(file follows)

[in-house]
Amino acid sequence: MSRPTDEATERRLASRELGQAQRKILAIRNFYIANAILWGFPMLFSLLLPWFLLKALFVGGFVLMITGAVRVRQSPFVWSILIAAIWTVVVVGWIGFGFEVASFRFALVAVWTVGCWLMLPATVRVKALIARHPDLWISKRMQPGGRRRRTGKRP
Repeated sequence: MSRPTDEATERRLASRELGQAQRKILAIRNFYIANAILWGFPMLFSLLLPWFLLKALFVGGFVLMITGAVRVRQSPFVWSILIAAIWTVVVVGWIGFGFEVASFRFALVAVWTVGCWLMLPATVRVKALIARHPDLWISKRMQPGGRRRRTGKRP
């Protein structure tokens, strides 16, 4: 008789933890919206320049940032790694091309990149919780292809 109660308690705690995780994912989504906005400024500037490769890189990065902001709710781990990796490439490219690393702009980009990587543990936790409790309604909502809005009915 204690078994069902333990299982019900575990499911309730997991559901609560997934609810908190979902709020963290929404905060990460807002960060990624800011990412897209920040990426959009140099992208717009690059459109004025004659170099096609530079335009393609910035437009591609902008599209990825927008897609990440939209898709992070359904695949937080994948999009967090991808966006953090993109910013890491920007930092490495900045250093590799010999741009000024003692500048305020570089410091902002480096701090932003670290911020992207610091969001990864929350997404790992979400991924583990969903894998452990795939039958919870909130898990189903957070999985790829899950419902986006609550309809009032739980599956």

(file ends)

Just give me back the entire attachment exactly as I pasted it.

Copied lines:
[in-house]
Amino acid sequence: MSRPTDEATERRLASRELGQAQRKILAIRNFYIANAILWGFPMLFSLLLPWFLLKALFVGGFVLMITGAVRVRQSPFVWSILIAAIWTVVVVGWIGFGFEVASFRFALVAVWTVGCWLMLPATVRVKALIARHPDLWISKRMQPGGRRRRTGKRP
Repeated sequence: MSRPTDEATERRLASRELGQAQRKILAIRNFYIANAILWGFPMLFSLLLPWFLLKALFVGGFVLMITGAVRVRQSPFVWSILIAAIWTVVVVGWIGFGFEVASFRFALVAVWTVGCWLMLPATVRVKALIARHPDLWISKRMQPGGRRRRTGKRP
């Protein structure tokens, strides 16, 4: 008789933890919206320049940032790694091309990149919780292809 109660308690705690995780994912989504906005400024500037490769890189990065902001709710781990990796490439490219690393702009980009990587543990936790409790309604909502809005009915 204690078994069902333990299982019900575990499911309730997991559901609560997934609810908190979902709020963290929404905060990460807002960060990624800011990412897209920040990426959009140099992208717009690059459109004025004659170099096609530079335009393609910035437009591609902008599209990825927008897609990440939209898709992070359904695949937080994948999009967090991808966006953090993109910013890491920007930092490495900045250093590799010999741009000024003692500048305020570089410091902002480096701090932003670290911020992207610091969001990864929350997404790992979400991924583990969903894998452990795939039958919870909130898990189903957070999985790829899950419902986006609550309809009032739980599956």